Diet culture be damned, there’s more to this concept than just what goes into our bodies. Fresh aloe is my secret weapon for happier, healthier skin and a glow that outshines the gloomiest winter days.
While lasting change starts from within, I strongly believe that aloe should be a topical ingredient only. There are proven benefits to drinking small amounts of pure aloe juice, but quite frankly, it tastes like straight poison to me. There is no amount of compelling research out there that would convince me I should drink the culinary equivalent of drain cleaner. Thus, when I found myself with a large leaf of fresh aloe on hand, I knew right away it was better suited for the bathroom than the kitchen.
First things first, in case you’ve only seen the little bottles of goop in the cosmetics section, aloe is a succulent that is prized worldwide for its medicinal properties. There are well over 400 species of aloe with aloe vera being the most common. Dubbed the “Plant of Immortality” by ancient Egyptians, the first record of the plant comes from 6,000-year old carvings within the tombs of deceased pharaohs. Its modern name comes from the Arabic word “Alloeh”, which translates to “shining bitter substance”, and the Latin word “Vera”, which translates to “true”.
Aloe is the Swiss army knife of skin care. Whatever ails you, there’s a good chance that a gentle application of aloe vera gel will help.
Bottled aloe gel has added preservatives to extend shelf life. Cut the crap and go straight to the source! Fresh aloe leaves are available in most grocery stores these days, particularly Whole Foods Markets and similar health food shops. It’s more cost-effective and easy to use.
To use, apply on clean skin as desired. It’s safe for use on the body, hands, and face alike.
Fresh aloe is a game-changer for healthier, happier skin.
Building your dream home from scratch is no small project. Between location scouting, permitting, designing, and actual construction, you’re looking at years of hard work and hundreds of thousands of dollars. Don’t give up hope, though; there’s a better way to start building! You don’t need to be a millionaire or even remotely handy to enjoy the instant gratification of a newly constructed gingerbread house.
‘Tis the season for erecting walls redolent of cinnamon and spice, frosted with freshly fallen confectioner’s sugar snow. Anyone and everyone can call this place their home, at least in spirit, for a short but sweet holiday memory. Only slightly more complex than making gingerbread people, there’s definitely an art to this edible architecture. For anyone daunted by the task but drawn to the cozy abodes, I’m here to help. This is everything you need to know to make your best gingerbread house yet.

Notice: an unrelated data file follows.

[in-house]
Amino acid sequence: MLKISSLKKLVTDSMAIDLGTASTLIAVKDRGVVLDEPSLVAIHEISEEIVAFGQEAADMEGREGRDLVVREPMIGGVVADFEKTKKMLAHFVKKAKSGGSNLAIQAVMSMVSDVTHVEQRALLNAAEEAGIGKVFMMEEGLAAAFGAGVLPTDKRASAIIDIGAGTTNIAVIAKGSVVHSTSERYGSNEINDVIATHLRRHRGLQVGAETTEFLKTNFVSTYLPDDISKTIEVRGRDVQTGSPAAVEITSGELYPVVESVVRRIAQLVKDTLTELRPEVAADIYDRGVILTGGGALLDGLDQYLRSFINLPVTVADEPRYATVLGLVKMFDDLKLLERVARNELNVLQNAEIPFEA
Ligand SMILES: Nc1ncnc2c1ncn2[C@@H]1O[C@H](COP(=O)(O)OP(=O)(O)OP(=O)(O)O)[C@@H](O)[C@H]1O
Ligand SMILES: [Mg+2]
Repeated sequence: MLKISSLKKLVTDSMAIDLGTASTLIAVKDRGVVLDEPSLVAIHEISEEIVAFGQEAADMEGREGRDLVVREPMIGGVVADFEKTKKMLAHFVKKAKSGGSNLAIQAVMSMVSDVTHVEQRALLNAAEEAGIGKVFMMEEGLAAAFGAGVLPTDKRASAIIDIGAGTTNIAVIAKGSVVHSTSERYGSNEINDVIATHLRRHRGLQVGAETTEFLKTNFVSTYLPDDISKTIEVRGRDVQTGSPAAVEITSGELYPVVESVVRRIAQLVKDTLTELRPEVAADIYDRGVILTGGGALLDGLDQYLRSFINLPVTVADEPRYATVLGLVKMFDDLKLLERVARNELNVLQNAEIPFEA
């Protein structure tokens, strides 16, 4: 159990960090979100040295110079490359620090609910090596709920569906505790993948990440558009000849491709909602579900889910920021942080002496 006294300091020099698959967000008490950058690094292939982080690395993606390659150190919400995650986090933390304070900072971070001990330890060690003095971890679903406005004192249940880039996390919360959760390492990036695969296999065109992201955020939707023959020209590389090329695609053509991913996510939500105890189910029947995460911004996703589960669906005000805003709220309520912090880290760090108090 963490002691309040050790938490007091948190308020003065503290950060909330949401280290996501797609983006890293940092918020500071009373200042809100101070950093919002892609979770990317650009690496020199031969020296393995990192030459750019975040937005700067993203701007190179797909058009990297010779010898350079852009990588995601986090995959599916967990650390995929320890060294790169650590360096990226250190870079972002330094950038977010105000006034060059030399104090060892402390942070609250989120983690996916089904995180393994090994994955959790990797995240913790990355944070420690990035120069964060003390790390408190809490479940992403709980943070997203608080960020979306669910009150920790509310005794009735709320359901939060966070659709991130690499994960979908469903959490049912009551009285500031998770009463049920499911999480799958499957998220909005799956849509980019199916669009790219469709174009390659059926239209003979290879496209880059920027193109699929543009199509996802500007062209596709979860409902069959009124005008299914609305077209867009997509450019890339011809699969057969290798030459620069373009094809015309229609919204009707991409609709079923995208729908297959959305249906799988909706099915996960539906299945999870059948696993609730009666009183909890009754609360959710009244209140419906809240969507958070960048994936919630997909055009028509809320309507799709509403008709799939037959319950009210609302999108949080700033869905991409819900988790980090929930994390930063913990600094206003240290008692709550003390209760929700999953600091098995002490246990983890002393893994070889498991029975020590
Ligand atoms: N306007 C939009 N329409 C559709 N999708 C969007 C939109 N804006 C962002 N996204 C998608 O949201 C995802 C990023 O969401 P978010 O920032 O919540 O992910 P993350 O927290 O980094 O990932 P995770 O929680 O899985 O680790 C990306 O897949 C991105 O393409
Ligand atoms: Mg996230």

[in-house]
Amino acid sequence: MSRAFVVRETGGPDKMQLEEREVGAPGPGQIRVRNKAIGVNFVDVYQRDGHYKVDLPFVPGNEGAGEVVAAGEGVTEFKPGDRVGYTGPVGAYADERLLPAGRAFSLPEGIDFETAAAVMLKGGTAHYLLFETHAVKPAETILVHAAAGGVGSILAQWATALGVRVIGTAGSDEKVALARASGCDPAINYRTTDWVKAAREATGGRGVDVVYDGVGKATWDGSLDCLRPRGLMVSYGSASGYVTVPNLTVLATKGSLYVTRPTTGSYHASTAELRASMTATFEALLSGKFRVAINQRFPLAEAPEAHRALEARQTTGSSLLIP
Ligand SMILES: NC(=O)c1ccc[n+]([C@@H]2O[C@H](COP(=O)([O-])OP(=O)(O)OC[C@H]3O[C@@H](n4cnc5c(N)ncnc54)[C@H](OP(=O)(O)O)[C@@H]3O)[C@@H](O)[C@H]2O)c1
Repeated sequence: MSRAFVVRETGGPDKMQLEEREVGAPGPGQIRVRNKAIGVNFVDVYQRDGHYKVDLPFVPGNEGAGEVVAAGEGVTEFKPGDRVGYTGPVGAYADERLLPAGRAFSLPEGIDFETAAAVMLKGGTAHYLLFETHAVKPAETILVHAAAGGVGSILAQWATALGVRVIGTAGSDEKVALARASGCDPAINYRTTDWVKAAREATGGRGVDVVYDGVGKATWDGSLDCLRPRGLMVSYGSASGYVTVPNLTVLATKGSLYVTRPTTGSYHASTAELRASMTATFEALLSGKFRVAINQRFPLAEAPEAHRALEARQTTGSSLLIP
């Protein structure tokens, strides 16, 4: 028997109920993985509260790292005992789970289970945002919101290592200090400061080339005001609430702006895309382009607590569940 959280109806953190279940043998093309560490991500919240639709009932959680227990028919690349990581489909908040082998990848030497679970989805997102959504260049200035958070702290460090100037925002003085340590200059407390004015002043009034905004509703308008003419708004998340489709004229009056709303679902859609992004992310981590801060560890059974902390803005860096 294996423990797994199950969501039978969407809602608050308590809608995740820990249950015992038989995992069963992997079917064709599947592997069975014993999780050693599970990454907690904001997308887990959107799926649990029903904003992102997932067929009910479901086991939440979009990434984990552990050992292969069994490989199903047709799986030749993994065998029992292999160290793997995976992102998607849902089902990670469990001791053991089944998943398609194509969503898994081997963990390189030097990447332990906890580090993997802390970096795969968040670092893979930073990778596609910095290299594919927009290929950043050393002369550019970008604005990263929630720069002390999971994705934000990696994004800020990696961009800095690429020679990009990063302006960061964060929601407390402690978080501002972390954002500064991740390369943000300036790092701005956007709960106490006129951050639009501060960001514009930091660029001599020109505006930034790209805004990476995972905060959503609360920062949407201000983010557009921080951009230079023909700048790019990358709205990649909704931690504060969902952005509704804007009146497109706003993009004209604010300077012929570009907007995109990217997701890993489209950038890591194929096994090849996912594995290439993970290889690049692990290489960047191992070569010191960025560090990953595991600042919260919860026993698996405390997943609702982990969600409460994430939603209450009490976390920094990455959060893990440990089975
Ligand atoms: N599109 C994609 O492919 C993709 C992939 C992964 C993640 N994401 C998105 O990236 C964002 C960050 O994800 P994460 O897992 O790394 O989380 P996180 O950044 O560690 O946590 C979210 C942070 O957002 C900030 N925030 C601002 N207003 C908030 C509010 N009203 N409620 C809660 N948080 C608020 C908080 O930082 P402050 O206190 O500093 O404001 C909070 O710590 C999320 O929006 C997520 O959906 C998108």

You can’t build a house with shoddy materials, and the same goes for the edible version. Your foundational cookies must be strong, resistant to spreading in the oven, but still delicious. I will not compromise flavor for function, which is why my Gingerbread Cut-Out Cookies are always my go-to solution. You can make a batch of each to add color variation between components, or stick with something more classic for the nostalgic simplicity of it.
Some recipes suggest baking off large sheets of cookies and cutting them afterward to ensure the sharpest, most accurate lines. That would make sense if we were talking about woodworking or sewing patterns, but that same logic doesn’t hold up to baking scrutiny. This approach is more likely to cause walls to crumble or crack in the process, leave rough, crumbly sides that can muck up the icing, and either under-baked centers or over-baked edges. Measure carefully, cut the shapes you want first, then bake.
As the edible glue holding everything together, royal icing is critical for sturdy construction. The thing is, it hardens very quickly once exposed to air. Only make a small amount at a time to prevent crustiness or excess waste at the end. Only make enough to fit in a piping bag at a time.
Putting up the walls and keeping them up is always the most difficult step. Use unopened canned foods to prop them up and keep them in place until the icing has set. Don’t rush this, and don’t add the roof until you’ve removed the cans!
Use royal icing to adhere the foundation of the house to a sturdy base, like a flat plate, platter, or cake cardboard to prevent it from sliding around. This also gives it greater stability, and makes it easier to transport if needed.